Deriving it's title from the 1960 classic ghostwritten for Barry Goldwater, this book blasts what Krugman calls "movement conservatism" for being anti democratic, elitist, self serving, untenable, false, misleading and packed with lies. He goes on for several chapters in this vein before he gets down to his own proposal for a liberal, a progressive, agenda which is centered around universal, single payer, health care.

Krugman gives some simple, easily verified, easily understood numbers which show, in his opinion, that a single payer system would provide better health care to more people for less money than the nightmare system of health care by accountants that we have today. Simple put, he proposes to extend Medicare to everyone. Of course the insurance industry and the pharmas will fight tooth and nail to prevent this happening and doctors are always complaining about the level of payment from Medicare. I always feel sorry for my doctor whenever I see him pull out of the driveway of his McMansion in his Mercedes. I know he really wants a Bentley and who can blame him.

I never did figure out why Krugman's conscience is bothering him, though.

Wednesday, October 17, 2007

The Phony Marine

Jim Lehrer
Random House
ISBN-10: 1-4000-6486-4
ISBN-13: 978-1-4000-6486-1

The premise of this 18th book by the host of PBS' "News Hour" is that a fifty year old men's clothing salesman buys a Vietnam era Marine's Silver Star medal on eBay and is transformed, by wearing the accompanying lapel pin, into a heroic figure. Haunted by the knowledge that the respect he is given by those who recognize the pin is undeserved, he attempts to become the Marine that he is assumed to be. The Phony Marine studies the Marine Corps, learns to swear, diets, exercises and shaves his head in order to play the part.

Accident, or deus ex Microsoft, places him in a couple of confrontations where he has to act the hero, he is made much of in the local, Washington DC news and is awarded another medal by the city of Washington. He tries to get himself transferred to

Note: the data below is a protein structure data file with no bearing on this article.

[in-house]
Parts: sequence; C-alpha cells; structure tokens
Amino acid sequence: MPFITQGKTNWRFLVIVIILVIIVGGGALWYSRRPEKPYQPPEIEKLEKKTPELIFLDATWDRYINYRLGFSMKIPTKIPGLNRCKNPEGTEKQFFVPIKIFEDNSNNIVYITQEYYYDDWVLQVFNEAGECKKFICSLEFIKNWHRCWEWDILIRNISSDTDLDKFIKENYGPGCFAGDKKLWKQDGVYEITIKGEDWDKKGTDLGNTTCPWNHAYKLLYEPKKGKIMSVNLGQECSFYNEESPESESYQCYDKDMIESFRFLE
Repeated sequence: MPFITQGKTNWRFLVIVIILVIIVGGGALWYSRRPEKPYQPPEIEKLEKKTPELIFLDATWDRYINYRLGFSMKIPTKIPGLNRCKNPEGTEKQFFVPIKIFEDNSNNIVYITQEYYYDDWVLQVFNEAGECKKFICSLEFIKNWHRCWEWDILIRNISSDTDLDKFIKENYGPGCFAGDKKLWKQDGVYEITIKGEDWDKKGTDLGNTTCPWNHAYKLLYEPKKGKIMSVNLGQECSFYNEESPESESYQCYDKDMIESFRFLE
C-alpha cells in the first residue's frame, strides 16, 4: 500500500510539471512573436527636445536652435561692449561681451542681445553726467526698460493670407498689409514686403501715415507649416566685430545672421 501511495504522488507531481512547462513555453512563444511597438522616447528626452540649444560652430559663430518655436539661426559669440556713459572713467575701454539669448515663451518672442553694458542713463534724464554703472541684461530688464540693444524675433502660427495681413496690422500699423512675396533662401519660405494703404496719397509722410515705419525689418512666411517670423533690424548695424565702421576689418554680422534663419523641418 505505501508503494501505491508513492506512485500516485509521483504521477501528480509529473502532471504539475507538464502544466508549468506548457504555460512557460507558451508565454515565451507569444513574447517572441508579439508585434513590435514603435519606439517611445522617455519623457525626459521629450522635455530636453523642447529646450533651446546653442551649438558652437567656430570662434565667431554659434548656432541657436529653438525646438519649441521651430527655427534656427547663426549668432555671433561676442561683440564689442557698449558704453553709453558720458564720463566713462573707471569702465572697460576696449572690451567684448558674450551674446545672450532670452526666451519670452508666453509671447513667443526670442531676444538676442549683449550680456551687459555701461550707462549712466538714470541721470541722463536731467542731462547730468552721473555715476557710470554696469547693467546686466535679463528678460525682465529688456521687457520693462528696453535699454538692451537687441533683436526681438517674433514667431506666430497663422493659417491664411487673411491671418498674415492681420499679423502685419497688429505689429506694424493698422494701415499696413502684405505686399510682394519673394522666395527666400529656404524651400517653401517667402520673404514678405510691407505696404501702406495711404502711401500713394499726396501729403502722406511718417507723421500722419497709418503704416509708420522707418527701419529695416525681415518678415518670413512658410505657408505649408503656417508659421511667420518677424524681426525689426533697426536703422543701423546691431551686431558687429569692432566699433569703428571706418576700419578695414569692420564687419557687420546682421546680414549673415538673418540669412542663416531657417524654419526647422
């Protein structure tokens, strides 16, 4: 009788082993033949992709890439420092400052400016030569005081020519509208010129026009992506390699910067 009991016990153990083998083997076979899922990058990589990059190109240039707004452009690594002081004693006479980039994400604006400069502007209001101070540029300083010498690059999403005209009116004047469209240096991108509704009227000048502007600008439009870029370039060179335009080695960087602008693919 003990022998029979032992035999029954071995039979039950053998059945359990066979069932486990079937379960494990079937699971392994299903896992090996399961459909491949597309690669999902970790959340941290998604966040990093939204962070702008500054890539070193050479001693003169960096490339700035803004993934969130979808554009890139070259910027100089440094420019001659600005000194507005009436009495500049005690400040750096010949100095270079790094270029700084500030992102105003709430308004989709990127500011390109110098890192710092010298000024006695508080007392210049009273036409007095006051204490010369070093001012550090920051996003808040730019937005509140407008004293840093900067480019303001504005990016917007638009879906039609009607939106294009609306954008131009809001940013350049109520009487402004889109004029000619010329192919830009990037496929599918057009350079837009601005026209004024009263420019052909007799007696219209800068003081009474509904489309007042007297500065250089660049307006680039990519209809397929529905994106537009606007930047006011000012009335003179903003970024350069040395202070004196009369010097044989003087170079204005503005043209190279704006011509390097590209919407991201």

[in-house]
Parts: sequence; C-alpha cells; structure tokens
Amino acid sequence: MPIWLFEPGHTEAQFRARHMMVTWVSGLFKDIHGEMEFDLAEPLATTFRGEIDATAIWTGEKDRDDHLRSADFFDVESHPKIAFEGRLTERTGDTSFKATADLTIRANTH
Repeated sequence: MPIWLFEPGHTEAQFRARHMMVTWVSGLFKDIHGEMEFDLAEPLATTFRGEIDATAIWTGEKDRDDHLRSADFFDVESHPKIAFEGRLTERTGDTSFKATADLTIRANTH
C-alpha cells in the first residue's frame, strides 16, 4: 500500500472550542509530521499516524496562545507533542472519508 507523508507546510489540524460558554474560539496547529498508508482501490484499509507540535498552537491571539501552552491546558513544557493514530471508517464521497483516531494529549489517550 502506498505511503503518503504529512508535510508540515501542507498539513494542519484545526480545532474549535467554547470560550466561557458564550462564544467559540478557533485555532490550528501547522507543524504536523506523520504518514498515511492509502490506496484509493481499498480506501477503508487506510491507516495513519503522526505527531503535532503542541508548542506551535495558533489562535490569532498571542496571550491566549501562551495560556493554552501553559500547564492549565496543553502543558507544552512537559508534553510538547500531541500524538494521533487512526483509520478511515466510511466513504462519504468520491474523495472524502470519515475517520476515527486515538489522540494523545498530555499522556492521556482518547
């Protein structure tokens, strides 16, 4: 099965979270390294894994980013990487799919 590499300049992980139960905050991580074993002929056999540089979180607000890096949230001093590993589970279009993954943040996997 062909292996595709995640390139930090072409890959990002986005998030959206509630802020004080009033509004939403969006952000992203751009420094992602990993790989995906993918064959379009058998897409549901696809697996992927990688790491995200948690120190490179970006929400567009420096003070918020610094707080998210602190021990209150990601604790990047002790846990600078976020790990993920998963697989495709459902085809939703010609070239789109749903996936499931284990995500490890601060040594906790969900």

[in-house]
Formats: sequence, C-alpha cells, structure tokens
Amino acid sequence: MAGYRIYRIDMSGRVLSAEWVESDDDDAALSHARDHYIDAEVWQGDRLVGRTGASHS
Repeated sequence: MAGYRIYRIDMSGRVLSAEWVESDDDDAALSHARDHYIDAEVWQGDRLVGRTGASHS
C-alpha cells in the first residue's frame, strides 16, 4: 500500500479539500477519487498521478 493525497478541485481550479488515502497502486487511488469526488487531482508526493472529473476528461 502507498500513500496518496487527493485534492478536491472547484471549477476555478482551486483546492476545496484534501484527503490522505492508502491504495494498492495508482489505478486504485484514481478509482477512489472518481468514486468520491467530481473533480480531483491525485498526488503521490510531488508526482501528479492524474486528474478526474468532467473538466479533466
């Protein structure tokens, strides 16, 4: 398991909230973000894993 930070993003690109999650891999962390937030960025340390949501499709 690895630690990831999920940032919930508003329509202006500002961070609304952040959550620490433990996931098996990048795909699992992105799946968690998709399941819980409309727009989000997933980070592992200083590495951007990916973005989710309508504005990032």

another store in Dallas, so that he can escape his past associations and his ex-wife, the better to be the new him, but is met there by a store employee who is a real Marine and decorated hero. Eventually the salesman confesses his masquerade to the people that he has fooled and throws the medal and it's ribbons and pin into the Potomac, but is accepted as a hero anyway, by some of them, because of his heroic actions at the beginning of this paragraph.

Lehrer, by the way was an infantry officer in the Marines in the 1950s. I guess he can get away with making this Jiminy Cricket, you are what you think you are, transformation in his character, where I wouldn't have dared. My nose would have grown far too long.

Sunday, October 14, 2007

Driving Mr. Albert

A Trip Across America With Einstein's Brain
Michael Paterniti
The Dial Press
ISBN: 0-385-3300-5

If there is a greater waste of time than taking Einstein's brain, in two Tupperware containers, on a cross country road trip, it could only be removing that brain during an autopsy in order to discover the source of Einstein's genius. Thomas Harvey, defrocked pathologist, did both of these things. He dedicated his life to them, in fact. Paterniti became his enabler, by going to interview Harvey and offering to drive the 85 year old retiree from his home in Princeton New Jersey to San Jose California in order to show the brain to Einstein's granddaughter, who really didn't want to see it.

It did provide Paterniti with a hook that he could hang a book proposal on, get him published and keep him from a lifetime of housepainting. It is a very readable book, a memoir of an uncomfortable cross country trip with an elderly stranger and has some funny incidents in which Paterniti confesses to strangers that they are transporting Einstein's brain in the trunk of their car. Harvey did fly back to New Jersey, presumable with the brain in his carry-on luggage, so there never was a need to actually drive the whole way, except to write a book about it.